Missing ingredients for cancer immunotherapy may be found in the gut
Two Harvard scientists to receive $4.5M support from Quark Venture for research on microbiome-derived molecules to improve immune-oncology
Cambridge, Mass. – April 6, 2017 – A pair of world-leading biomedical scientists at Harvard Medical School (HMS) will receive $4.5 million in new research funding to support their efforts to jointly develop and exploit a unique drug discovery platform.
Combining cutting-edge insights from gut microbiology, immunology, and oncology, Arlene Sharpe, MD, PhD, and Dennis Kasper, MD, will deploy a new “immune-oncology-microbiome” (IOME) platform to identify new strategies and molecular candidates to improve the outcomes of cancer immunotherapy.
Quark Venture, a Vancouver-based venture capital investment firm that specializes in supporting innovative biotechnology platforms and projects, is providing this significant early-stage support under a sponsored research agreement with Harvard University’s Office of Technology Development (OTD).
“It has become clear through clinical experience with checkpoint inhibitors that the composition of the microbiome has a strong effect on patients’ response to the drugs,” said Michal Preminger, Executive Director of Harvard OTD’s HMS branch. “These two pioneering Harvard scientists are now coming together to tackle the riddle of what, in the microbiome, is causing this differential response.”
The IOME platform is aimed at identifying new bacterial strains, molecules, or drug targets that address the problem of resistance to immunotherapy and create new treatment strategies in immune-oncology.
“We are pleased that Quark Venture shares our vision regarding the potential impact of the IOME platform and is supporting this important program at Harvard Medical School,” said Isaac T. Kohlberg, Harvard’s Chief Technology Development Officer and Senior Associate Provost.
Under the terms of the agreement, Quark Venture will have the option to negotiate a license to intellectual property that arises from the project, which would enable a startup company to develop it further toward commercial applications that ultimately benefit patients.
“We are privileged to be collaborating with Dr. Sharpe, Dr. Kasper and the Harvard Medical School on the groundbreaking IOME platform. This early-stage support will provide the necessary resources to validate and advance the potential breakthrough cancer research of these two distinguished scientists,” said Karimah Es Sabar, Chief Executive Officer of Quark Venture. “We look forward to ongoing collaboration with Harvard Medical School to identify and support additional innovative technologies that will lead to breakthrough therapies and startup companies.”
The two principal investigators, Dr. Sharpe and Dr. Kasper, have been trailblazers in their fields of cancer immunology and microbiome science, respectively.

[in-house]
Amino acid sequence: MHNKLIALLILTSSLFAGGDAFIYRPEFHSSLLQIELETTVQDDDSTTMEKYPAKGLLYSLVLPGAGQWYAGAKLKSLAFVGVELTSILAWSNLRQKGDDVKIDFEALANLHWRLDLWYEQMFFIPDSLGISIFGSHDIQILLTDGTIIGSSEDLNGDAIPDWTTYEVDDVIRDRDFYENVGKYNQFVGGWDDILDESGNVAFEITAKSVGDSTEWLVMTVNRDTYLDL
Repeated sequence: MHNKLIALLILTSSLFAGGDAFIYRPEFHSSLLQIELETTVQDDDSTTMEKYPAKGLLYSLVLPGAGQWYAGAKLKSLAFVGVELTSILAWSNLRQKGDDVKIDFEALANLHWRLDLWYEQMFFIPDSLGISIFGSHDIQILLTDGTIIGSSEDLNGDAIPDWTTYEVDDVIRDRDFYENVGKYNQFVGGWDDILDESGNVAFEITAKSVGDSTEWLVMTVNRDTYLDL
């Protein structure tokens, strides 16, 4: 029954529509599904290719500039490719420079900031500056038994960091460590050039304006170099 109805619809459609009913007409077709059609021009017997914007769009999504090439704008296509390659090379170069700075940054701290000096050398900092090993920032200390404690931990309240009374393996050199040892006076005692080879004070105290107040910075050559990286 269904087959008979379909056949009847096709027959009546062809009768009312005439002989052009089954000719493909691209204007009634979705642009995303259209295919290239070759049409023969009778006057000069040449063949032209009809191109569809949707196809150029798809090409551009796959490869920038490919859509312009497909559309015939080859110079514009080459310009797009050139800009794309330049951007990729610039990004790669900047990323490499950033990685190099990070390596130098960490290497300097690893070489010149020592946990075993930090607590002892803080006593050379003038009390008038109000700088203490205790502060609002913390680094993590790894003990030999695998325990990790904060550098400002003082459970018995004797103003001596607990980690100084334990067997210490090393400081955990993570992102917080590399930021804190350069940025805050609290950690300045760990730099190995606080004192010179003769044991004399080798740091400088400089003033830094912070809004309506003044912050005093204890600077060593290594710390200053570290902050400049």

Sharpe was among the first scientists to discover and elucidate checkpoint biology, a mechanism by which many tumor cells evade the immune system by inhibiting T cell responses to tumors. Her findings, especially her contributions to understanding the CTLA-4 and PD-1/PD-L1 pathways, led to the development of checkpoint inhibitors, several versions of which are now on the market for cancer immunotherapy.
Kasper has been a pioneer in recognizing the crucial role of the microbiome — the blend of microbial communities that live in and on the human body — in maintaining health and preventing disease. His research strategy has successfully led to the isolation of individual species of bacteria in animal models and of bacterial products that have shown efficacy in models of disease. Through such studies, his work has explored the molecular interactions between these gut microbes and the cells of the immune system, shedding light on the mechanisms by which each species enhances or blocks immune system activation.
“The complementary expertise of each of our labs fits very well what we think needs to be done in this area of research,” said Kasper, the William Ellery Channing Professor of Medicine and Professor of Microbiology and Immunobiology at HMS.
“The first cancer immunotherapy was one directed against CTLA-4, and only about 20 percent of the patients responded. Now PD-1 pathway immunotherapy is approved for seven different types of tumors, but only about a third of those patients respond to treatment,” said Sharpe, the George Fabyan Professor of Comparative Pathology at HMS. “For some patients, immunotherapy seems to provide a durable response that can last for a decade, so there’s great interest now in trying to see how we can increase that benefit to a greater number of patients by combining checkpoint blockade therapy with something else. In this project we’ll aim to identify specific components of the microbiome that can work together with checkpoint blockade.”
Drawing on the expertise, advanced research tools, and skills of their two labs, Sharpe and Kasper hope to delve further into the mechanisms of interaction between the microbiome and the immune system to create a library of new knowledge and define possible therapeutic strategies.
“This is a relatively new area of investigation, but the impact of the microbiome on the immune system is dramatic,” said Sharpe. “We’re really just beginning to appreciate the extent to which it controls immune responses.”
“This program has a strong potential for translational components,” added Kasper. “We’re excited to have this opportunity to make a substantial contribution to the field and, we hope, to patient care.”